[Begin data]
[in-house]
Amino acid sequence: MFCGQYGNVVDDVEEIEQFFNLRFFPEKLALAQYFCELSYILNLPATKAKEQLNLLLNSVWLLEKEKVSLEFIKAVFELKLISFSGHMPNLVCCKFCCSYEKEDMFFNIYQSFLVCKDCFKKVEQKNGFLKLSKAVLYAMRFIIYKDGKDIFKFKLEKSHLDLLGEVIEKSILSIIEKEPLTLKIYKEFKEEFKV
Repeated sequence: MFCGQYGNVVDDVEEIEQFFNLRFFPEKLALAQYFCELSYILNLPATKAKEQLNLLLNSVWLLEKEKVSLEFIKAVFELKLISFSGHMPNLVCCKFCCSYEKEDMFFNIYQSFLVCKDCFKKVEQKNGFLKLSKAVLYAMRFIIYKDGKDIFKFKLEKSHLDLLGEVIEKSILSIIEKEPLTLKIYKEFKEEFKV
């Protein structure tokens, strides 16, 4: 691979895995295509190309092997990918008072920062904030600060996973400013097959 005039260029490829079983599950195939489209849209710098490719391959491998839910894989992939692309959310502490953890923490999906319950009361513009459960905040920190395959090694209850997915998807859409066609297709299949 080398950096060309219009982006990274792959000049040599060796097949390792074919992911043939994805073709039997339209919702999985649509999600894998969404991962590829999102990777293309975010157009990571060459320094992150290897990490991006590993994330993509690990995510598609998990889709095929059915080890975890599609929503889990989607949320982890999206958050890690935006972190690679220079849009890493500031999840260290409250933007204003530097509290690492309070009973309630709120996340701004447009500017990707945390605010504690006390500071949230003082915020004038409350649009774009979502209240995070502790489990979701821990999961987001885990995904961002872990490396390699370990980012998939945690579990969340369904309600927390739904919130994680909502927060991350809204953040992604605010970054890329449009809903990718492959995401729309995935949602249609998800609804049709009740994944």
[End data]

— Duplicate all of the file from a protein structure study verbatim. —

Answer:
[in-house]
Amino acid sequence: MFCGQYGNVVDDVEEIEQFFNLRFFPEKLALAQYFCELSYILNLPATKAKEQLNLLLNSVWLLEKEKVSLEFIKAVFELKLISFSGHMPNLVCCKFCCSYEKEDMFFNIYQSFLVCKDCFKKVEQKNGFLKLSKAVLYAMRFIIYKDGKDIFKFKLEKSHLDLLGEVIEKSILSIIEKEPLTLKIYKEFKEEFKV
Repeated sequence: MFCGQYGNVVDDVEEIEQFFNLRFFPEKLALAQYFCELSYILNLPATKAKEQLNLLLNSVWLLEKEKVSLEFIKAVFELKLISFSGHMPNLVCCKFCCSYEKEDMFFNIYQSFLVCKDCFKKVEQKNGFLKLSKAVLYAMRFIIYKDGKDIFKFKLEKSHLDLLGEVIEKSILSIIEKEPLTLKIYKEFKEEFKV
């Protein structure tokens, strides 16, 4: 691979895995295509190309092997990918008072920062904030600060996973400013097959 005039260029490829079983599950195939489209849209710098490719391959491998839910894989992939692309959310502490953890923490999906319950009361513009459960905040920190395959090694209850997915998807859409066609297709299949 080398950096060309219009982006990274792959000049040599060796097949390792074919992911043939994805073709039997339209919702999985649509999600894998969404991962590829999102990777293309975010157009990571060459320094992150290897990490991006590993994330993509690990995510598609998990889709095929059915080890975890599609929503889990989607949320982890999206958050890690935006972190690679220079849009890493500031999840260290409250933007204003530097509290690492309070009973309630709120996340701004447009500017990707945390605010504690006390500071949230003082915020004038409350649009774009979502209240995070502790489990979701821990999961987001885990995904961002872990490396390699370990980012998939945690579990969340369904309600927390739904919130994680909502927060991350809204953040992604605010970054890329449009809903990718492959995401729309995935949602249609998800609804049709009740994944």